Wednesday, 20 November 2013

The Hot and the Dead – Jack Johnson

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In Sydney on Boxing Day in 1908, two remarkable boxers took to the ring in Rushcutters Bay to contest the World Heavyweight Championship. One was Jack Johnson, who was remarkable because he was the first African American man to successfully compete for the title. The other was Tommy Burns, a Canadian boxer remarkable for a wedgie he had inadvertently given himself by the end of the eighth round.

In the 19th and early 20th centuries, the World Heavyweight Championship was usually off-limits to African Americans because a ‘colour bar’ existed within professional boxing. The biggest title a black heavyweight boxer could hope to win was the World Coloured Heavyweight Championship (which Jack Johnson won in 1903 and held for five years). White boxers would not accept title bouts with anyone who wasn’t also white. At the time it was par for the course in the southern United States, where racial segregation was an officially sanctioned way of keeping things nice (for white people of course).

But Jack Johnson didn’t give a rat’s arse about all that rubbish. He wanted a shot at the title, so he did what any self-respecting giant of a man with a big dream and even bigger shoulder muscles would do – he followed the reigning champion Tommy Burns around the world and teased him until he gave in.

And so it came to pass that Tommy Burns was beaten about the head and body (all professional-like) for fourteen rounds until the police had to step in and stop the fight, and Jack Johnson, the home-schooled son of ex-slaves, was declared the World Heavyweight Champion.

A lot of white people (the kind who liked having their iced tea served by black people) weren’t happy. The heavyweight championship was in the hands of someone with different-coloured skin!

Almost immediately after Johnson’s victory, the search for the ‘Great White Hope’ – a boxer with a sufficiently pale epidermis who could rescue America from the shame of having an ethnic minority succeed in a punching contest - began.

Great White Hope contenders came and went, and Johnson won fight after fight. Then in 1910, former heavyweight champion James Jeffries stepped up to challenge Johnson, and everyone got so excited about it that the bout was dubbed “The Fight of the Century”*. At least, that’s what it was called before the fight took place. Afterwards, it was generally known as “That One In Which Jack Johnson Punched The Crap Out Of The Other Guy”.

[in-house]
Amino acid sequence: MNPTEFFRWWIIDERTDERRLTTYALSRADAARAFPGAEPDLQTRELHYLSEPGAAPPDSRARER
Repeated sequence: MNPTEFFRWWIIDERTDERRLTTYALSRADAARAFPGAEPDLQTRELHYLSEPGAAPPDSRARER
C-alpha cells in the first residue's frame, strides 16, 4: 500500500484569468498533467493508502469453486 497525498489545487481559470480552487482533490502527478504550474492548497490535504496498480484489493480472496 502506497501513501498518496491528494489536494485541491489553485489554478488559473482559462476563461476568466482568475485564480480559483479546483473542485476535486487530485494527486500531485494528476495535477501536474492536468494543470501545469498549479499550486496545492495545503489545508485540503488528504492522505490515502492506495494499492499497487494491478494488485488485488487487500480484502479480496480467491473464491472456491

To say that Johnson’s victory further increased the animosity between black and white boxing fans would be an understatement. To say it caused race riots in 25 states in which 20 people were killed would be more historically accurate.

So what was Jack Johnson, the tall, imposing, deliciously fit and capable boxing legend, really like? Courageous? Yes. Determined? Most definitely. Humble? Hardly. Pleasant? No.

Johnson’s personal life was a rich patchwork of flamboyant spending, infidelity and domestic violence. In-between boxing, racing cars and prostitutes, he was married three times. His first wife, Etta Terry Duryea, committed suicide after months of abuse by her husband. His second wife, Lucille Cameron, stayed with him through a conviction for being with a prostitute before eventually divorcing him for infidelity. Wife number three, Irene Pineau, stayed with him until his death at age 68 in a car accident in 1946.

If Jack Johnson’s life has taught us anything, it’s that courage and determination can change the world; and that devastatingly fine-looking men can still be bastards.

*I imagine “The Fight of the Century” being announced in Pete Smith’s voice while Tony Barber saunters down a short flight of carpeted stairs and is handed a microphone by Victoria Nicholls. Perhaps you don’t know what I’m talking about, in which case you’re probably a little bit younger than me and/or never had an interest in 1980s game shows. And if you are younger than me, you might be unaware that one of the characteristics of people my age and older is the tendency to ramble on and on in a footnote getting further away from any discernible point until they eventually forget what they… um…

Jack Johnson

Shelley Stocken

Shelley Stocken is a freelance writer when she’s not feeding, clothing and wiping family members.

Follow her on twitter @shellity